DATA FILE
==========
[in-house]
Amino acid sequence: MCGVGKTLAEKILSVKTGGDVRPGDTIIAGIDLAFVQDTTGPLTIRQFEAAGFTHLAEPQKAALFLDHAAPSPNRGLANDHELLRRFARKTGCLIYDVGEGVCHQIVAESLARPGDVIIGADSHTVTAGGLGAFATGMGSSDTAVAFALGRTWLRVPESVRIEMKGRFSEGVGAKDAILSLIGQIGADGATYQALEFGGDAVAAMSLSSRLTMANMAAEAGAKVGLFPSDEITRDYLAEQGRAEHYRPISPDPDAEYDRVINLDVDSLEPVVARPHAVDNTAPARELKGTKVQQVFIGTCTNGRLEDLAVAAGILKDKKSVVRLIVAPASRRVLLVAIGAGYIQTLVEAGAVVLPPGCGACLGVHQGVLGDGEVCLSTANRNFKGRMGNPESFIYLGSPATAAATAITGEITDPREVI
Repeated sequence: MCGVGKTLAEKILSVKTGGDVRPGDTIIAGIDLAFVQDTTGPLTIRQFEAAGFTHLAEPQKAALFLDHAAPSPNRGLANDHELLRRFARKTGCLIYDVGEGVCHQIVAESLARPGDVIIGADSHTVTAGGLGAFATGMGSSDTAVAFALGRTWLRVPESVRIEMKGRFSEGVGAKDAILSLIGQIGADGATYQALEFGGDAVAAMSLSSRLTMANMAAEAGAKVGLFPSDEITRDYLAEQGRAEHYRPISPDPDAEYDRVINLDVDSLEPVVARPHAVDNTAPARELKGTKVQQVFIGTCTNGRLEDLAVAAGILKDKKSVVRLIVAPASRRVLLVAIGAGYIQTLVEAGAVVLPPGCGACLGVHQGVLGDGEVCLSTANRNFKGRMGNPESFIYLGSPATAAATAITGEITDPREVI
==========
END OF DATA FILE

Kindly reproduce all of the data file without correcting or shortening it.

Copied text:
[in-house]
Amino acid sequence: MCGVGKTLAEKILSVKTGGDVRPGDTIIAGIDLAFVQDTTGPLTIRQFEAAGFTHLAEPQKAALFLDHAAPSPNRGLANDHELLRRFARKTGCLIYDVGEGVCHQIVAESLARPGDVIIGADSHTVTAGGLGAFATGMGSSDTAVAFALGRTWLRVPESVRIEMKGRFSEGVGAKDAILSLIGQIGADGATYQALEFGGDAVAAMSLSSRLTMANMAAEAGAKVGLFPSDEITRDYLAEQGRAEHYRPISPDPDAEYDRVINLDVDSLEPVVARPHAVDNTAPARELKGTKVQQVFIGTCTNGRLEDLAVAAGILKDKKSVVRLIVAPASRRVLLVAIGAGYIQTLVEAGAVVLPPGCGACLGVHQGVLGDGEVCLSTANRNFKGRMGNPESFIYLGSPATAAATAITGEITDPREVI
Repeated sequence: MCGVGKTLAEKILSVKTGGDVRPGDTIIAGIDLAFVQDTTGPLTIRQFEAAGFTHLAEPQKAALFLDHAAPSPNRGLANDHELLRRFARKTGCLIYDVGEGVCHQIVAESLARPGDVIIGADSHTVTAGGLGAFATGMGSSDTAVAFALGRTWLRVPESVRIEMKGRFSEGVGAKDAILSLIGQIGADGATYQALEFGGDAVAAMSLSSRLTMANMAAEAGAKVGLFPSDEITRDYLAEQGRAEHYRPISPDPDAEYDRVINLDVDSLEPVVARPHAVDNTAPARELKGTKVQQVFIGTCTNGRLEDLAVAAGILKDKKSVVRLIVAPASRRVLLVAIGAGYIQTLVEAGAVVLPPGCGACLGVHQGVLGDGEVCLSTANRNFKGRMGNPESFIYLGSPATAAATAITGEITDPREVI